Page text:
| Article published Thursday, June 13, 2002|
Davis-Besse may get help
France has experience in reactor head
(THE BLADE/ALLAN DETRICH)Nuclear Regulatory
Commission officials Bob Haag, Art Howell, and Ed Hackett,
from left, meeting at Oak Harbor High School, discuss
remedying the Davis-Besse situation.
BLADE STAFF WRITER
OAK HARBOR, Ohio - The U.S. government will
draw from France’s experience in replacing nuclear plant reactor
heads when it decides whether to allow the same thing to occur at
FirstEnergy Corp.’s Davis-Besse nuclear plant, Nuclear Regulatory
Commission officials said here yesterday.
A world leader that
NRC officials claim has surpassed the United States in some aspects
of nuclear energy research, France already has some experience in
replacing in-service reactor heads.
The United States has
The European country’s introduction to that issue
started with cracked reactor-head nozzles that were first discovered
at its Bugey Unit 3 plant in 1989, a problem that "obviously showed
the potential" existed in France for the type of massive corrosion
found at Davis-Besse three months ago, according to Dr. Edwin M.
Hackett, assistant chief of the U.S. Nuclear Regulatory Commission’s
material engineering branch at the agency’s headquarters in
Rather than risk the possibility of
endangering public safety, France has been aggressive about
replacing its weakened reactor heads.
anticipated cracked nozzles as a sign of stress that "was the
beginning of a disease that wasn’t going to get better," Dr. Hackett
Davis-Besse will be the first U.S. nuclear plant to
have a reactor head replaced, unless the project falls farther off
schedule. The Oconee 3 unit in South Carolina is to have a new
reactor head, made of steel with greater corrosion resistance,
installed next spring, NRC officials said.
In February, 2001,
the Oconee plant became the first in the United States where
dangerous circumferential-type cracks were found.
of defect has the potential to weaken nozzles so much, they can be
ejected from the reactor head while the plant is operating. Such an
incident would fill the containment area with radioactive steam,
testing the structural limits of the containment
Davis-Besse became the second such plant: One of
nine cracks found on Davis-Besse nozzles in March was
circumferential, NRC officials said.
outlined their plans for getting Davis-Besse running again by the
end of the year with an older generation reactor head - a 1975 model
France-based Framatome ANP bought from the Midland 2 nuclear plant
in Michigan. That reactor head, though made of steel that rusts more
quickly than newer models, was never used because construction
ceased at Midland in 1984.
FirstEnergy has obtained the
rights to buy that head once tests are completed on it. Then, during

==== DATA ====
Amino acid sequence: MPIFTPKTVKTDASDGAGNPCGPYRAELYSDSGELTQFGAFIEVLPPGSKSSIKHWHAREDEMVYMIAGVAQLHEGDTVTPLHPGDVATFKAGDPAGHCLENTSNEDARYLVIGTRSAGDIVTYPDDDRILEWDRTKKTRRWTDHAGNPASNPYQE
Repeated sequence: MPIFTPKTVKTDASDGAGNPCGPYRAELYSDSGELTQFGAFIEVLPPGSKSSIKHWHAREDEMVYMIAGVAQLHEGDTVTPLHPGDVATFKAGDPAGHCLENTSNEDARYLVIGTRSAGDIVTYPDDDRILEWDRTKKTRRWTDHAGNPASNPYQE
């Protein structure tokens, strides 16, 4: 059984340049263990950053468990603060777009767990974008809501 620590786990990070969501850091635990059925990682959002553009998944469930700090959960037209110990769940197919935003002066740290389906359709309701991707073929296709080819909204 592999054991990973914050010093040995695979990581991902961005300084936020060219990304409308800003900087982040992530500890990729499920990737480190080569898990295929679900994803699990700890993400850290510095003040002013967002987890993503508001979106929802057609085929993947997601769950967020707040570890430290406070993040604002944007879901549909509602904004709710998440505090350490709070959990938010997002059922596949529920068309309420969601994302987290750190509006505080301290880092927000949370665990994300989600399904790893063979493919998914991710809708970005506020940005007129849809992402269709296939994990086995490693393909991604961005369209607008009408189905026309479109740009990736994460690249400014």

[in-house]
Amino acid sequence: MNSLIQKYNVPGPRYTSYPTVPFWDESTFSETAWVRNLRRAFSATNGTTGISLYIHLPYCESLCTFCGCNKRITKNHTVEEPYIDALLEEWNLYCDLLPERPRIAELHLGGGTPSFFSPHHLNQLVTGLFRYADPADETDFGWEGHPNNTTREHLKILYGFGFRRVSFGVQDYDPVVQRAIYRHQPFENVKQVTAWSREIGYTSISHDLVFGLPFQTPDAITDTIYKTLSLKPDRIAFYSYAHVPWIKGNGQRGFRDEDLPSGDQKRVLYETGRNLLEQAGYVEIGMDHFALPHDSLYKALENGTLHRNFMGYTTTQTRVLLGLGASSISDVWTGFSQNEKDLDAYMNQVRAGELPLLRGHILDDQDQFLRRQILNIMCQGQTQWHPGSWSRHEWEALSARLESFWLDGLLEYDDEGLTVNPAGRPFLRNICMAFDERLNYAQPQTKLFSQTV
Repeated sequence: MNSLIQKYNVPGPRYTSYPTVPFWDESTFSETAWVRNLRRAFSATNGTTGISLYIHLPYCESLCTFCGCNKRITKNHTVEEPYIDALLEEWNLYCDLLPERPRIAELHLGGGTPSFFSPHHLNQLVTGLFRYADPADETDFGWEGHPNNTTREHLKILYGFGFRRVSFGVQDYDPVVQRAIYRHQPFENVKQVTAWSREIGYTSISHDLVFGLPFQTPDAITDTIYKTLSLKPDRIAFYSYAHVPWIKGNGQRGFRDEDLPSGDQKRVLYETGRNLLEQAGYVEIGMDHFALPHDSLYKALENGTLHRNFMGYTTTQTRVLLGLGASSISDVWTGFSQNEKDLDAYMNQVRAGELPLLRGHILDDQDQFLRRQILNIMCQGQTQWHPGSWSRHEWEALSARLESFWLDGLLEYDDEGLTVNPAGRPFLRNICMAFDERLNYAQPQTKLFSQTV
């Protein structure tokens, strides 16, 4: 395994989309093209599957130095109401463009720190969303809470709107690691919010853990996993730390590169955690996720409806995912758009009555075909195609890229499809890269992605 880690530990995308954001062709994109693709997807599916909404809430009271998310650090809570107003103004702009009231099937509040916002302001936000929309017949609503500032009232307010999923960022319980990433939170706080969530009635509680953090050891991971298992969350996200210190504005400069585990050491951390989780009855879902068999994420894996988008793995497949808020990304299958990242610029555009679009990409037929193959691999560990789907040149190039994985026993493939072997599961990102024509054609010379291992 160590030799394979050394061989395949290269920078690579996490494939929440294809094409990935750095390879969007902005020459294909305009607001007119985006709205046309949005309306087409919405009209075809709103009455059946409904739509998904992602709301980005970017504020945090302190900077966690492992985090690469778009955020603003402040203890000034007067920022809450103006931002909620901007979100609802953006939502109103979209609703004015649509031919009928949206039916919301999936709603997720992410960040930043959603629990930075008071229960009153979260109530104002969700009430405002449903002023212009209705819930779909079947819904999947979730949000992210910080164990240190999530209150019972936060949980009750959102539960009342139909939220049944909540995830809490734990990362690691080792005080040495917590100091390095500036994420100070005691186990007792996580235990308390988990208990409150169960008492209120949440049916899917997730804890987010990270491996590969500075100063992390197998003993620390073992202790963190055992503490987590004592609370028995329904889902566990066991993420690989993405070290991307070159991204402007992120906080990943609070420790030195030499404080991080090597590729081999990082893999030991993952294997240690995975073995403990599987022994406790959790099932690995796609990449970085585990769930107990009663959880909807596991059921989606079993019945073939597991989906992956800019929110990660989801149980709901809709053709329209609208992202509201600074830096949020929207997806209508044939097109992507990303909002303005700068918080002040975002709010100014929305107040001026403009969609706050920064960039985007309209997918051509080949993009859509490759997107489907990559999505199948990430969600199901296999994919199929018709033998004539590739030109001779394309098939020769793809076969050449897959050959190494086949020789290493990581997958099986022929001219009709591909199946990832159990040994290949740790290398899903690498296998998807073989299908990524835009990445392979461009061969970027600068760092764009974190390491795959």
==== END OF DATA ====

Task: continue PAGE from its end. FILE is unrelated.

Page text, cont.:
shutdowns in either 2010 or 2012, FirstEnergy plans to replace the
Midland reactor head at Davis-Besse with a newer model Framatome is
to finish building by spring of 2004.
But before that first
swap-out can be authorized, the utility must address several
technical and human performance issues raised by an eight-member NRC
oversight panel during a three-hour meeting yesterday at Oak Harbor
High School. Panel chairman Jack Grobe, reactor safety director for
the NRC’s Midwest region, said tiny gaps have been found near the
foundation of the containment building, possibly a result of
Although the plant operated for 25 years
without apparently being affected, he questioned whether FirstEnergy
has been aggressive enough in determining the extent to which
surface rust might have penetrated those crevices.
to the level of how inquisitive they are," he said. He said he also
questions the utility’s diligence in finding out the extent to which
airborne boric acid in the containment building might have had a
long-term effect on equipment other than the reactor
Bill Dean, NRC deputy director of inspection program
management, likened FirstEnergy’s recent management overhaul to a
hard-luck baseball team firing its manager. He said the utility must
convince the NRC it has improved the attitude of all employees, not
just made some cosmetic changes at the top.
"Hardware is easy
to assess and easy to fix," Mr. Grobe agreed. "This is the hard
Earlier in the day, residents heard for the first time
from a special NRC task force assigned to look for regulatory
breakdowns in the wake of problems that some government officials
believe went undiagnosed or unreported at Davis-Besse for much of
The task force consists of NRC officials from
outside the agency’s Midwest regional office that oversees
Plans call for at least four NRC officials and
one state official to spend about 10 days at Davis-Besse full-time,
starting June 24.
The team’s research is to include thousands
of pages of records within this region and at NRC headquarters, plus
interviews with government officials and plant employees, and a
video review of past inspections to see if there were tell-tale
signs that were overlooked or ignored, NRC officials said. heir
findings are due in early September.
Lew Myers, FirstEnergy
chief operating officer, vowed a fresh start for the utility in both
equipment and attitude. He pledged full cooperation with the NRC
task force. "We will support you and your staff as much as
possible," he told task force chairman Arthur T. Howell III, of
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